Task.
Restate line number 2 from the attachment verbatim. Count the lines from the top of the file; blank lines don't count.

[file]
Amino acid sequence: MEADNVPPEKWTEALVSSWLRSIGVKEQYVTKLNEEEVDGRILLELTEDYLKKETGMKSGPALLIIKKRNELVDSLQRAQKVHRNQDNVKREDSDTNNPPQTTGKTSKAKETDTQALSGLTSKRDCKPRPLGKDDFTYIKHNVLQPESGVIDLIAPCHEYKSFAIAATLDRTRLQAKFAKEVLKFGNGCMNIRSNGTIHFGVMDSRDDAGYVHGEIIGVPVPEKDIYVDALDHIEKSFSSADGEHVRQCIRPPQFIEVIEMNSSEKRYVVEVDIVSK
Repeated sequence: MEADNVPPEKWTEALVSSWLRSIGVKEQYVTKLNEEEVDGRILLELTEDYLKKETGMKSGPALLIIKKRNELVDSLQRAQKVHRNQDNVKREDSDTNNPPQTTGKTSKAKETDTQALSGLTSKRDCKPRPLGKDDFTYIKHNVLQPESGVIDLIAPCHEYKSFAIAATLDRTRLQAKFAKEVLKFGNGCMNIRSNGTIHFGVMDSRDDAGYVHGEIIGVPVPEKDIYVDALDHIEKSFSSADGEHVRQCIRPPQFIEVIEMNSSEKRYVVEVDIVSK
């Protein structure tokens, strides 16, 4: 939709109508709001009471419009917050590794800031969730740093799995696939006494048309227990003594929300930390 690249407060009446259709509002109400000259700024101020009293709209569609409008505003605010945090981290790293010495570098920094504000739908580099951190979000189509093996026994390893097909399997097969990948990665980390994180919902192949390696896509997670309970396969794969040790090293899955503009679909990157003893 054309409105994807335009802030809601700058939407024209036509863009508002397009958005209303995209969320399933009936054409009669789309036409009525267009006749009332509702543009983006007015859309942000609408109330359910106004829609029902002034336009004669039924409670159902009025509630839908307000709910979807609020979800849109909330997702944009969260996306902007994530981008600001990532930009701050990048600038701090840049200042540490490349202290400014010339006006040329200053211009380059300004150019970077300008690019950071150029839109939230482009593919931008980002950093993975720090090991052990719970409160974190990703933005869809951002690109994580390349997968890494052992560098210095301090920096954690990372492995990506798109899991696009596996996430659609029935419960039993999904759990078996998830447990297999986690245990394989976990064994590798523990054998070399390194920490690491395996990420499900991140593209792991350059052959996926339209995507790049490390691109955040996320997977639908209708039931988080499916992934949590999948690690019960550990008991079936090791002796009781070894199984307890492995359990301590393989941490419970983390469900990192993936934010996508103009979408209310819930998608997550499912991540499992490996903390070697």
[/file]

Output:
Repeated sequence: MEADNVPPEKWTEALVSSWLRSIGVKEQYVTKLNEEEVDGRILLELTEDYLKKETGMKSGPALLIIKKRNELVDSLQRAQKVHRNQDNVKREDSDTNNPPQTTGKTSKAKETDTQALSGLTSKRDCKPRPLGKDDFTYIKHNVLQPESGVIDLIAPCHEYKSFAIAATLDRTRLQAKFAKEVLKFGNGCMNIRSNGTIHFGVMDSRDDAGYVHGEIIGVPVPEKDIYVDALDHIEKSFSSADGEHVRQCIRPPQFIEVIEMNSSEKRYVVEVDIVSK